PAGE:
With the naked eye Venus appears to be the brightest object in the sky (not including the sun and the Moon) and unlike Mercury, the only other planet with an orbit closer to the sun than ours on Earth, it is very easy to spot. Like Mercury, due to the fact that it is an inferior planet, it will often be found within close proximity to the Sun and often sets relatively shortly after the sun. However unlike Mercury it isn’t hidden as much by the Sun and can be seen in the sky much more often.
Venus is covered in a thick opaque cloud of sulfur dioxide, which does a great job of reflecting the sun’s light making Venus quite bright to view from Earth. It does however completely block out the view of Venus’s surface leaving the thick yellow atmosphere the only thing to be seen. The above picture is a computer generated image of what the surface looks like underneath its atmosphere, while below is the actual appearance of Venus from Space.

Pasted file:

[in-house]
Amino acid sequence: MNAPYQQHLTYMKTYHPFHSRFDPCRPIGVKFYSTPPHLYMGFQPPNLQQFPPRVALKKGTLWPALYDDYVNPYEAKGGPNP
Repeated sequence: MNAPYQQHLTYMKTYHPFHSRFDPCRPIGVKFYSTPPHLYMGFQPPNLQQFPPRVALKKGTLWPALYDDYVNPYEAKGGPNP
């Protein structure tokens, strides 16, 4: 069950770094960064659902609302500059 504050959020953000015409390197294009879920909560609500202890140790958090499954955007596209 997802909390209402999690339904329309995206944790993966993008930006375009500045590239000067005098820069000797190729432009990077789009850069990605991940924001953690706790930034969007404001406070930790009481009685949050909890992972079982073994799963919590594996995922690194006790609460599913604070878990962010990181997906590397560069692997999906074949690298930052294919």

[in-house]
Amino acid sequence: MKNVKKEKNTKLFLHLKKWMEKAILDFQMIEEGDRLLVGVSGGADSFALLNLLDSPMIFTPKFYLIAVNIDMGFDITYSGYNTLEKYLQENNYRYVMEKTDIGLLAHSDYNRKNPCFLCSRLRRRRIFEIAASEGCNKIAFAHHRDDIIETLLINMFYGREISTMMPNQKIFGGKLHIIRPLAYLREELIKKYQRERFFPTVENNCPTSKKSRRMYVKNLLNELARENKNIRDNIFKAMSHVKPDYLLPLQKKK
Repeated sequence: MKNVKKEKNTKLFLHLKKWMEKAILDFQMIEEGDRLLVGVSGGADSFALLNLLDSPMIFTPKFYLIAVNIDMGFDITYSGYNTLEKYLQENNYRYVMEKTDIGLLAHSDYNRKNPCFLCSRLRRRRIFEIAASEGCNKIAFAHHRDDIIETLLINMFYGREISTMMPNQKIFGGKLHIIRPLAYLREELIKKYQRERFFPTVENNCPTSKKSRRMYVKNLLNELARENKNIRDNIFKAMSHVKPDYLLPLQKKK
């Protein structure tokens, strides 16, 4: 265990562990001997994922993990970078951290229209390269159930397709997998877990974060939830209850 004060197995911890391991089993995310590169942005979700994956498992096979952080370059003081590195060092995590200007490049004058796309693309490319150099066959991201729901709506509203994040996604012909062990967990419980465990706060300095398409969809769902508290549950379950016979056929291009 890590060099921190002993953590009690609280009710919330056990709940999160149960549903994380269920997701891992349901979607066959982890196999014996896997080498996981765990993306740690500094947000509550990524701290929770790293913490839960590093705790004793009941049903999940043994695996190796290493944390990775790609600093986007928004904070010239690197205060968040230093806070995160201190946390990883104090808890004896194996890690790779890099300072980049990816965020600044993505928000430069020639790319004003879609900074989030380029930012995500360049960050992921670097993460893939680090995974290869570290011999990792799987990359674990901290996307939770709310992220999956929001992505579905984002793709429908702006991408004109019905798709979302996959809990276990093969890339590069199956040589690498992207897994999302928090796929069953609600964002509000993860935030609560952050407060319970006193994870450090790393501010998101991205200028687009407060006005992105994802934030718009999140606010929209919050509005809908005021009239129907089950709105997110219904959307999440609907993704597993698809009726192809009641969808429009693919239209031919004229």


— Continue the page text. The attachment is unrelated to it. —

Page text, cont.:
The best time to observe Venus is actually in the early morning or early evening before the sky gets too dark. This is because Venus is so bright that it can actually be more difficult to see its features with the large contrast between it at the night sky, and it is best to catch it with some twilight behind it. Venus can even be seen during the day, just be sure you are careful not to let your gaze wander too close to the sun, especially when using binoculars or a telescope. Because it is an interior plant, the best viewing conditions are when it is at maximum elongation, or when has the furthest apparent distance from the Sun as seen in the sky. Check out the Astronomical Calendar to determine when Venus is at maximum elongation.
Facts About Venus
Average Distance from the Sun: 0.723 AU (108,000,000 km)
Orbital Period: 224 days
Rotational Period: 243 days (Solar days are 117 days due to orbital motion around the Sun)
Mass: 4.87×1024 kg (0.813 Earth masses)
Diameter (equatorial): 12,104 km (0.949 times the earth)
Mean Surface Temperature: 480°C / 900°C